Wednesday, January 20, 2010

Somerville Armory aims for all-ages superiority

The Somerville Armory is looking to become a major destination for all ages concerts and events next month, even hiring MassConcerts booking agent Josh Smith to fill the sked. I met with Smith and the Armory last week to discuss the plan, and the piece ran in today's Herald.

Somerville Armory brings in big gun to book all-ages shows
By Michael Marotta
Wednesday, January 20, 2010 - Updated 2h ago

Forget Boston and Cambridge. Somerville is vying to be the region’s prime destination for all-ages shows.

Earlier this month, the Center for the Arts at the Armory hired MassConcerts booking agent Josh Smith to help bring all-ages events to the 395-person capacity performance space - everything from indie rock concerts to theater.

“We’re not trying to turn this into a nightclub,” Smith said. “We have a really good idea of what is appropriate for this space.”

Since scoring an entertainment license a year ago, the Armory has hosted the occasional live music concert - Jack’s Mannequin, Freedy Johnston, and Fran Healy and Andy Dunlop of Travis - to augment its theater, dance and community presentations. But with Smith’s participation, the nighttime entertainment lineup will be accelerated and amplified.

But don’t expect the Armory - a 107-year-old former National Guard building at 191 Highland Ave. purchased in 2004 by Joseph Sater, owner of the Middle East restaurant and nightclub in Cambridge - to become a full-scale rock club.

“There’s a real perception that just because Joseph Sater bought the Armory, it’s going to be another Middle East, only bigger,” said Leila Shulman, the Armory’s director of public relations and marketing. “We’re working with neighborhood groups to assuage some concerns, and while we’re still young, we’re still learning to adapt. Folks who are excited about what we are doing far outweigh the detractors, but we’re very sensitive to their needs.”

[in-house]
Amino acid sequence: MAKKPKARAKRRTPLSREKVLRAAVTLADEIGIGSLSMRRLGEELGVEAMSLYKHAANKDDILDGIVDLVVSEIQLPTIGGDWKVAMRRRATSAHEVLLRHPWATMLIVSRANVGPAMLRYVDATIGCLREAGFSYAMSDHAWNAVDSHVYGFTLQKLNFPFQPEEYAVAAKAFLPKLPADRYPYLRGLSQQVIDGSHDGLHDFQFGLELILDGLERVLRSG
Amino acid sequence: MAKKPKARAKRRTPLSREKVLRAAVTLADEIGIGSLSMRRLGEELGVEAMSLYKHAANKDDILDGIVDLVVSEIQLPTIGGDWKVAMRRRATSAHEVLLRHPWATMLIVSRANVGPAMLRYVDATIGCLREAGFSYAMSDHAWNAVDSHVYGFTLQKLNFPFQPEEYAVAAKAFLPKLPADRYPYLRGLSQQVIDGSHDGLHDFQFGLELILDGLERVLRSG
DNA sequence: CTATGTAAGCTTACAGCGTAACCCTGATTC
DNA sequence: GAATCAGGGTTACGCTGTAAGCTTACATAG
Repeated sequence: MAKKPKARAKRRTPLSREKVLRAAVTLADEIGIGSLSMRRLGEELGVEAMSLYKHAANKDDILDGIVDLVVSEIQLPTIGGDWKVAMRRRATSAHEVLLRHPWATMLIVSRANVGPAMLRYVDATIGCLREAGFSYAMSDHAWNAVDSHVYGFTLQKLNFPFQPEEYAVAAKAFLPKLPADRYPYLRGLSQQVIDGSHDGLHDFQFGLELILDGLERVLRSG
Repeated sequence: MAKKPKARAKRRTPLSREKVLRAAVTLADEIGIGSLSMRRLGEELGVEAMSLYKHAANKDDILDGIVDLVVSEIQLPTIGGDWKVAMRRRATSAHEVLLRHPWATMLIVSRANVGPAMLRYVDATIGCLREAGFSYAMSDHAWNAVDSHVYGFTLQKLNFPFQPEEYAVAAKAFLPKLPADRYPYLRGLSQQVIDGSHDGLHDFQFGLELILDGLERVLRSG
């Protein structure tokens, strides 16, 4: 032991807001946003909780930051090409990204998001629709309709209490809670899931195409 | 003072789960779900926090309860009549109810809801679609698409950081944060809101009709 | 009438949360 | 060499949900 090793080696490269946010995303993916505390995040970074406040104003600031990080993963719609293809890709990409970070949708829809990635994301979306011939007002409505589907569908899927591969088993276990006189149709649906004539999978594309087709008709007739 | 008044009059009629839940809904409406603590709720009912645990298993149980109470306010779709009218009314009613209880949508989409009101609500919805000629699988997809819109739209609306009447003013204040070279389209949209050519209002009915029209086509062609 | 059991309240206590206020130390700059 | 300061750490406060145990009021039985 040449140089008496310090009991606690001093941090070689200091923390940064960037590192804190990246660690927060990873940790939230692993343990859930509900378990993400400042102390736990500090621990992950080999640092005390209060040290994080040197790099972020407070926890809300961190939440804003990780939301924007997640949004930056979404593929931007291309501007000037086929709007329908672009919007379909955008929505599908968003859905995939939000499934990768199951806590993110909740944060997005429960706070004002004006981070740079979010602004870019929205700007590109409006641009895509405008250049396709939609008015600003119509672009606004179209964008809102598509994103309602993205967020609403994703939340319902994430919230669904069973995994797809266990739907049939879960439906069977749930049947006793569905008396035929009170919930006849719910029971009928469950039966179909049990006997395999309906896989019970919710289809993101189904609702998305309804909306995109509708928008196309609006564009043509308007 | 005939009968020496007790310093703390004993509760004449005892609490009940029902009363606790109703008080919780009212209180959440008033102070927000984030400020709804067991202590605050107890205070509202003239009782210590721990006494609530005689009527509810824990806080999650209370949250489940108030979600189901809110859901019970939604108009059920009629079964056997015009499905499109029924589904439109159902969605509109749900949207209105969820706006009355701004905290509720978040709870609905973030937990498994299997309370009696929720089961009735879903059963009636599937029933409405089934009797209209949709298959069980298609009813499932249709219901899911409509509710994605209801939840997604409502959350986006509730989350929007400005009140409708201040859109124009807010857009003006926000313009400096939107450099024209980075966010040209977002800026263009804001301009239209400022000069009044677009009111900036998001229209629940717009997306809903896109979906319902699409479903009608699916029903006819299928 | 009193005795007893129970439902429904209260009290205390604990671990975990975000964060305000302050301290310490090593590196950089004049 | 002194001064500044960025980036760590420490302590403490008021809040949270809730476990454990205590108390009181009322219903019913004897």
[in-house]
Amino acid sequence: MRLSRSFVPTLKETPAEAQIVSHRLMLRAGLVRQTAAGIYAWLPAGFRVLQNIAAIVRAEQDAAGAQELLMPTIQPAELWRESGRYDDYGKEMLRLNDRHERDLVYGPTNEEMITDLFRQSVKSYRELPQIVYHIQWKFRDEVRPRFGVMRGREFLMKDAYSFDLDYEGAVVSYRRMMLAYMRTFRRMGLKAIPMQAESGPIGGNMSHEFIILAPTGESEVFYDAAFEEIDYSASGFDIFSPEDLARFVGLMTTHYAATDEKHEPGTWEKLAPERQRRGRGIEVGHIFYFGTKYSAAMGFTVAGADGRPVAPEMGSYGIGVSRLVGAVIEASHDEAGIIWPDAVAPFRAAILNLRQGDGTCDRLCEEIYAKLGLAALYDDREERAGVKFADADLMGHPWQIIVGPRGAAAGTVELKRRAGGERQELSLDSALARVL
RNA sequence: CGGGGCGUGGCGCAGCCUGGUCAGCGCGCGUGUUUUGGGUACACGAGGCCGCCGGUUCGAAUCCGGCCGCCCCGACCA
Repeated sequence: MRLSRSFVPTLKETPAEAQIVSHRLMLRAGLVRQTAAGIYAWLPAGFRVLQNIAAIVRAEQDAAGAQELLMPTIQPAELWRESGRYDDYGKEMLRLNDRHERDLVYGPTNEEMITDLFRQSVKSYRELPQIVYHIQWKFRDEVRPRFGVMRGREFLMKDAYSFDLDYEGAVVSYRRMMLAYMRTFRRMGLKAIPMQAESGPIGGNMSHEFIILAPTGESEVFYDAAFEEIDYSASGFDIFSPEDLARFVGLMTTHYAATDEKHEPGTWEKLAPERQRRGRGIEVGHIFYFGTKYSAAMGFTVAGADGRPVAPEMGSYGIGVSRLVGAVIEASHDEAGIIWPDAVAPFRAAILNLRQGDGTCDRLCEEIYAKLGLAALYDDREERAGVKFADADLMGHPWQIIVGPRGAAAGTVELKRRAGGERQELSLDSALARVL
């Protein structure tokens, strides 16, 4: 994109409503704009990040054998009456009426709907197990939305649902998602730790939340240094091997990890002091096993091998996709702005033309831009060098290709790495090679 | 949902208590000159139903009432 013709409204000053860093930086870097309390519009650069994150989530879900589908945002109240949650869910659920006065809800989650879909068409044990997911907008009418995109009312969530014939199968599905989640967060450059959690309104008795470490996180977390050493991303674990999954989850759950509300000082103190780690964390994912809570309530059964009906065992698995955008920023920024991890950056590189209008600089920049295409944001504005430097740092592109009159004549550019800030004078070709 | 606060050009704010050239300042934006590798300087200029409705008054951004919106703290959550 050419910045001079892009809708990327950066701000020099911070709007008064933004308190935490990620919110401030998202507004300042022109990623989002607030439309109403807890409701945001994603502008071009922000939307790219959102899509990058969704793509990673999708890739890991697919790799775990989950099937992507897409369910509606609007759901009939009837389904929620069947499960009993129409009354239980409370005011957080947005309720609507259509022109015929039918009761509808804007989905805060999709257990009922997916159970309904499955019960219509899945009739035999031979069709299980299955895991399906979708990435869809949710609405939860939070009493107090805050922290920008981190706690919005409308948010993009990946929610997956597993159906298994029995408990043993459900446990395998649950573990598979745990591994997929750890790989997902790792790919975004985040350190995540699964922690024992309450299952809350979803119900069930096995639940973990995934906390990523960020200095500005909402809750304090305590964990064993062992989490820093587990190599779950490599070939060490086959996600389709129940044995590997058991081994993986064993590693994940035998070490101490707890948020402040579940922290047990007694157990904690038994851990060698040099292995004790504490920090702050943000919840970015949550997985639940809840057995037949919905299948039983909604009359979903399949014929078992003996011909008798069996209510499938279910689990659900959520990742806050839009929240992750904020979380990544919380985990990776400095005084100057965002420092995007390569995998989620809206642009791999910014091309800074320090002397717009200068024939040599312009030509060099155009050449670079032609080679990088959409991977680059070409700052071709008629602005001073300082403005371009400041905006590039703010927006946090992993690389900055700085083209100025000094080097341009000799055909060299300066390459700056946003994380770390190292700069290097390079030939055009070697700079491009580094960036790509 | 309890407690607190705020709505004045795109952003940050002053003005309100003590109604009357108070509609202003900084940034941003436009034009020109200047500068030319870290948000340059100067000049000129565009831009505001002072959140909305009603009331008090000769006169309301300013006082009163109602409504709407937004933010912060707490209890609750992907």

Shulman and Smith said the Armory has addressed issues raised by neighborhood groups concerned about late-night noise, rowdy crowds and parking.Sater has invested more than $60,000 to sound-proof the building and, Smith said, shows will conclude by 10:30 p.m. on weeknights and 11 on Fridays and Saturdays. Shulman noted there are 50 free-parking spaces behind the Armory, with two nearby overflow lots if needed.

“We’re not doing dance parties and we’re not going to 2 a.m. in a residential neighborhood,” Smith said.

Shulman said the Armory has yet to have a parking issue. “We have not had any trouble with parking here, including Harvest Fest when 1,000 people walked through the door,” she said.

Upcoming events include Surrealist game night with Mission of Burma’s Roger Miller (Saturday), Boston Symphony Orchestra’s Community Chamber Concert (Sunday), the family-friendly concert series Rock-n-Romp (Feb. 28) and Tyrone Wells (March 15). But expect much more soon.

“It’s a community center, so we want to have diverse programming, from theater to dance to pop music,” Shulman said. “Having Josh here connects us to possibilities we wouldn’t otherwise have.”

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